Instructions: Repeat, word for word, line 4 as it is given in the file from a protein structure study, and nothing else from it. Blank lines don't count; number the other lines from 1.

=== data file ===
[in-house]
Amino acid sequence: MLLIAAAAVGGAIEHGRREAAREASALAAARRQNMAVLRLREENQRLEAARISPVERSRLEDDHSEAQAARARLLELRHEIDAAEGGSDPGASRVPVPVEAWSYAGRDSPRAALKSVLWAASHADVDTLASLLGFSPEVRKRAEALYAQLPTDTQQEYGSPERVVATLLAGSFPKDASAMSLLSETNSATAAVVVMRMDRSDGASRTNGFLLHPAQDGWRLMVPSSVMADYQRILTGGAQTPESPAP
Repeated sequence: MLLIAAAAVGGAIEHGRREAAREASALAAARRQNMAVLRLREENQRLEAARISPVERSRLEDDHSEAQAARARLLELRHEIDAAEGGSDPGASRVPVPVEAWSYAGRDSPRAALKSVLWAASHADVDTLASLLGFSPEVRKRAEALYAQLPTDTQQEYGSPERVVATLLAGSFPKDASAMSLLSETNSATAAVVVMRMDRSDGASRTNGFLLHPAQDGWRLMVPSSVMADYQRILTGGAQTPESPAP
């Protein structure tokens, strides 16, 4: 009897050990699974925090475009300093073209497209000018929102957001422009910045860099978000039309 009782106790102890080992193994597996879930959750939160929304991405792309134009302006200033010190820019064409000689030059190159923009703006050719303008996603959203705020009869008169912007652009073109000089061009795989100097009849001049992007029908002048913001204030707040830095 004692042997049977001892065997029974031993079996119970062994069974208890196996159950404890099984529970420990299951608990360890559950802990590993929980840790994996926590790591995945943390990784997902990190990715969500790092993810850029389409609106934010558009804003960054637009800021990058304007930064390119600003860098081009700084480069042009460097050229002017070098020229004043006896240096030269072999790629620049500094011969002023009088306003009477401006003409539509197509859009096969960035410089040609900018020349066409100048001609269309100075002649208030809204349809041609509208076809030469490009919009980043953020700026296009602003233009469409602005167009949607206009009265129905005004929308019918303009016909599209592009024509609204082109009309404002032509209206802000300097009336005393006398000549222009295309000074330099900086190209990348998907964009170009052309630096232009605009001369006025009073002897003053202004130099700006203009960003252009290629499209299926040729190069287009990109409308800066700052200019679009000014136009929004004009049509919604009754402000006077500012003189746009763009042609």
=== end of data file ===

């Protein structure tokens, strides 16, 4: 009897050990699974925090475009300093073209497209000018929102957001422009910045860099978000039309 009782106790102890080992193994597996879930959750939160929304991405792309134009302006200033010190820019064409000689030059190159923009703006050719303008996603959203705020009869008169912007652009073109000089061009795989100097009849001049992007029908002048913001204030707040830095 004692042997049977001892065997029974031993079996119970062994069974208890196996159950404890099984529970420990299951608990360890559950802990590993929980840790994996926590790591995945943390990784997902990190990715969500790092993810850029389409609106934010558009804003960054637009800021990058304007930064390119600003860098081009700084480069042009460097050229002017070098020229004043006896240096030269072999790629620049500094011969002023009088306003009477401006003409539509197509859009096969960035410089040609900018020349066409100048001609269309100075002649208030809204349809041609509208076809030469490009919009980043953020700026296009602003233009469409602005167009949607206009009265129905005004929308019918303009016909599209592009024509609204082109009309404002032509209206802000300097009336005393006398000549222009295309000074330099900086190209990348998907964009170009052309630096232009605009001369006025009073002897003053202004130099700006203009960003252009290629499209299926040729190069287009990109409308800066700052200019679009000014136009929004004009049509919604009754402000006077500012003189746009763009042609």